For the next few weeks we will be featuring our 1st year doctoral students!
We hope everyone is able to get to know this talented and diverse new group of students.
My name is Rolando J. Acosta Nuñez and I am from San Juan, Puerto Rico. I just graduated from the University of Puerto Rico, in Humacao, with a B.S. in Computational Mathematics and a minor in Actuarial Sciences. I discovered the field of Biostatistics through the SIBS program at the University of Iowa three years ago and since then I have been involved in projects related to clinical trials, electronic medical records and big data; all of which gave me a sense of what my research interests are. Currently, I would like to explore a combination of the fields of epigenetics, GxE interactions, and big data. My goal is to someday amalgamate different data types (e.g. EHR, genomic, environmental, telecommunication , socio-economic, etc.) and create statistical methods in order to analyze them so that we can have a more holistic view of health, at different societal levels.
When I’m not thinking about school or research I spend my time reading books, like How to Create a Mind by Ray Kurzweil, and playing sports, specially baseball and basketball. Because of my Puerto Rican and Dominican roots, I love music, dancing, and Mofongo (if you have not tried it, you definitely should!). I am a fan of social justice, good conversations, politics, and tv series. I look forward to my time at Harvard and I’m eager to work on cutting-edge projects to solve real-life problems.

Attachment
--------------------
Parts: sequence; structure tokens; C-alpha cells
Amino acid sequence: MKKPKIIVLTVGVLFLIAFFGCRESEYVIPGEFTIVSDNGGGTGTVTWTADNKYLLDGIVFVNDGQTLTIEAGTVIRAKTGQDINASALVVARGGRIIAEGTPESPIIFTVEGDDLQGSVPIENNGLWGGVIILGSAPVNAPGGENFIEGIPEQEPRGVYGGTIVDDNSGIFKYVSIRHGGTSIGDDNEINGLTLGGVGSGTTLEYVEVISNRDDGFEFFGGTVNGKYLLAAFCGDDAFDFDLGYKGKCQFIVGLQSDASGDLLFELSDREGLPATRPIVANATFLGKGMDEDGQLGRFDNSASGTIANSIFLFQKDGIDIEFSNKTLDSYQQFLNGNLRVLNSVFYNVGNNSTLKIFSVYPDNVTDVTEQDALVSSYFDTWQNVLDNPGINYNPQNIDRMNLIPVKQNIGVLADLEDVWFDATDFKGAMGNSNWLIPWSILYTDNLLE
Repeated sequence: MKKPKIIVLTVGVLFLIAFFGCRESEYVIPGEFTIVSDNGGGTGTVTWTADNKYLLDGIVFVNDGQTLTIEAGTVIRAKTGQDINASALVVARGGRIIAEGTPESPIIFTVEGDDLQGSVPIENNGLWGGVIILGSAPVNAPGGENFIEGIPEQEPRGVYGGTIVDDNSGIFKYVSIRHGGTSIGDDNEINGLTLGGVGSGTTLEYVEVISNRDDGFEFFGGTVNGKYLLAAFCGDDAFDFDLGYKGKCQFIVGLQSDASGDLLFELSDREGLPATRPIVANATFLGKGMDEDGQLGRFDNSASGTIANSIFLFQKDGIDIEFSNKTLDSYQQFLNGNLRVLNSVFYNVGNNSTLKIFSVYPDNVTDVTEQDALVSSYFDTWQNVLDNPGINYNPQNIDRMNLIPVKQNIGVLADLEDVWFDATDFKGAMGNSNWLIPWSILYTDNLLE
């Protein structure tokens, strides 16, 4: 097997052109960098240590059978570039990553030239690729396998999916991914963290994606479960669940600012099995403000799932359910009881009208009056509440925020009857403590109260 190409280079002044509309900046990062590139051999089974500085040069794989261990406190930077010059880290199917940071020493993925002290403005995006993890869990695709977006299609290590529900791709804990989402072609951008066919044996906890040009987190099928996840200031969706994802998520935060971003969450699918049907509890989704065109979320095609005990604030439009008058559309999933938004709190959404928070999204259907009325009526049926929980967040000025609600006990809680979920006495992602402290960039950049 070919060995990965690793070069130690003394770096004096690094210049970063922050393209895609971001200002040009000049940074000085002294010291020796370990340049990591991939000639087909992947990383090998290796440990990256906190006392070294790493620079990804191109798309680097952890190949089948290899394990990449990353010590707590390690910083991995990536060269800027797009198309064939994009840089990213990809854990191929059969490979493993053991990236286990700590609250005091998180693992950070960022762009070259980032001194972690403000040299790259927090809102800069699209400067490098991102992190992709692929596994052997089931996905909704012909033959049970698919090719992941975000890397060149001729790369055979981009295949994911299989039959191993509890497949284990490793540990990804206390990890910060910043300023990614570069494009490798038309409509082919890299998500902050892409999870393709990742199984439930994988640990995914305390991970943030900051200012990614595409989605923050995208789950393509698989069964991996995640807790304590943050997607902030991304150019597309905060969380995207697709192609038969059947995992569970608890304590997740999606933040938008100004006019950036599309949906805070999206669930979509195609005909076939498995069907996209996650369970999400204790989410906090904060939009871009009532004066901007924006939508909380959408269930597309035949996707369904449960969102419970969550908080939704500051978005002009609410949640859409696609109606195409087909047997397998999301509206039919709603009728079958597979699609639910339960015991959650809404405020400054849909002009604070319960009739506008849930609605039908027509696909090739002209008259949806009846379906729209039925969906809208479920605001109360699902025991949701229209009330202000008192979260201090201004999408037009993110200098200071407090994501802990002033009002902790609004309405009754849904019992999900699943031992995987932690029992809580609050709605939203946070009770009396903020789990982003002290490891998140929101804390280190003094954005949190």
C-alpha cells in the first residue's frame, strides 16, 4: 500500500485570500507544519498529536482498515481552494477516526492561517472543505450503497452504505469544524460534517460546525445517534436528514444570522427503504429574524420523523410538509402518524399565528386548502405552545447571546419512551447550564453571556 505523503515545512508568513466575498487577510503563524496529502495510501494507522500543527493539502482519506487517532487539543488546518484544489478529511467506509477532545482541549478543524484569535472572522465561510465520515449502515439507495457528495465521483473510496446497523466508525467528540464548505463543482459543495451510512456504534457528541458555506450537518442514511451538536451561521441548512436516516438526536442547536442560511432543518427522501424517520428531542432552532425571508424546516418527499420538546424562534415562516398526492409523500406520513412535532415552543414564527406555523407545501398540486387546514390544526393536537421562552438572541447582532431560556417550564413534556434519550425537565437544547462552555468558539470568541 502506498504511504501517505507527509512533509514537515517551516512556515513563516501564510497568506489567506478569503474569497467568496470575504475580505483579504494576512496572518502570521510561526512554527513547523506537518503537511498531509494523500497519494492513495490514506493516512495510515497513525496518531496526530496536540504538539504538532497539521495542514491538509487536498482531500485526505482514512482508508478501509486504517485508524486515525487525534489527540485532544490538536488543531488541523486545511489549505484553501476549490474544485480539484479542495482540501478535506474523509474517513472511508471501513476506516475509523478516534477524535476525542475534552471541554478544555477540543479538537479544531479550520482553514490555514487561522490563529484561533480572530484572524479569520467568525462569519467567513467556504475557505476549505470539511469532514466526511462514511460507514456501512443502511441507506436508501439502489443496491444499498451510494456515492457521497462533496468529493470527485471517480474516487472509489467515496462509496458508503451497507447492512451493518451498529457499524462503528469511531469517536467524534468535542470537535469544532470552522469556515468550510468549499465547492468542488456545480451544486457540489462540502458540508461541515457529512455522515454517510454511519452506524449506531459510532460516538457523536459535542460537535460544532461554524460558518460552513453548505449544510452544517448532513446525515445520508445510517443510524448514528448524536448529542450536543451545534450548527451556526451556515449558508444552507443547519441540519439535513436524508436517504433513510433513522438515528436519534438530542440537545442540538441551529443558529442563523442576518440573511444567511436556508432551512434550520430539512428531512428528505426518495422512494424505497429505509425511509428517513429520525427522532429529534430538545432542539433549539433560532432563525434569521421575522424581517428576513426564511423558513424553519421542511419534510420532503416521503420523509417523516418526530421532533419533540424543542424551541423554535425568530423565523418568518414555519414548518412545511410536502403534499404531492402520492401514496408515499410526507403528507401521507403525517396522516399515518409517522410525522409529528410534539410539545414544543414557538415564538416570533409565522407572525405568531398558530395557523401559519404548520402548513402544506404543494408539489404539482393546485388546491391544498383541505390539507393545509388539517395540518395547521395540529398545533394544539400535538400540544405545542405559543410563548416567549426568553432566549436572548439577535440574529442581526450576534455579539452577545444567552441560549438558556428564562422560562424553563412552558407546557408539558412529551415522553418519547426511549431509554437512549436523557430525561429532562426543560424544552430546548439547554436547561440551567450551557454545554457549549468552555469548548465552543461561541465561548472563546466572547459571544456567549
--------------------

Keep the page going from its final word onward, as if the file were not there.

Hi, my name is Xiao Wu, and I am from Shenzhen, China. I recently received my master degree in Biostatistics from our department, before that, I studied both Law and Mathematics at Peking University during my undergraduate study.
My research interest includes casual inference, Bayesian statistics and statistical learning methods with their application in various fields, especially environmental health studies. Currently, supervised by Professor Francesca Dominici, I am participating in a research aiming to assess adverse health effects of long-term exposure to low levels of ambient pollution, I undertook the task of measurement error correction for exposure response models under casual framework. I extended the regression calibration for adjusting generalized propensity scores to adapt to categorical exposures with misclassification, which enormously enhanced the applicability of our method in environment researches. Beyond this, I intend to develop more innovative statistical methods to handle massive data with complex structures from multiple sources, bridge the causal effects between extrinsic treatments and health conditions, and ultimately benefit the health of people and societies worldwide.
Outside of school, I like traveling and photography. I enjoying exploring scenery and cultures in different areas, and recording them by landscape and documentary photos.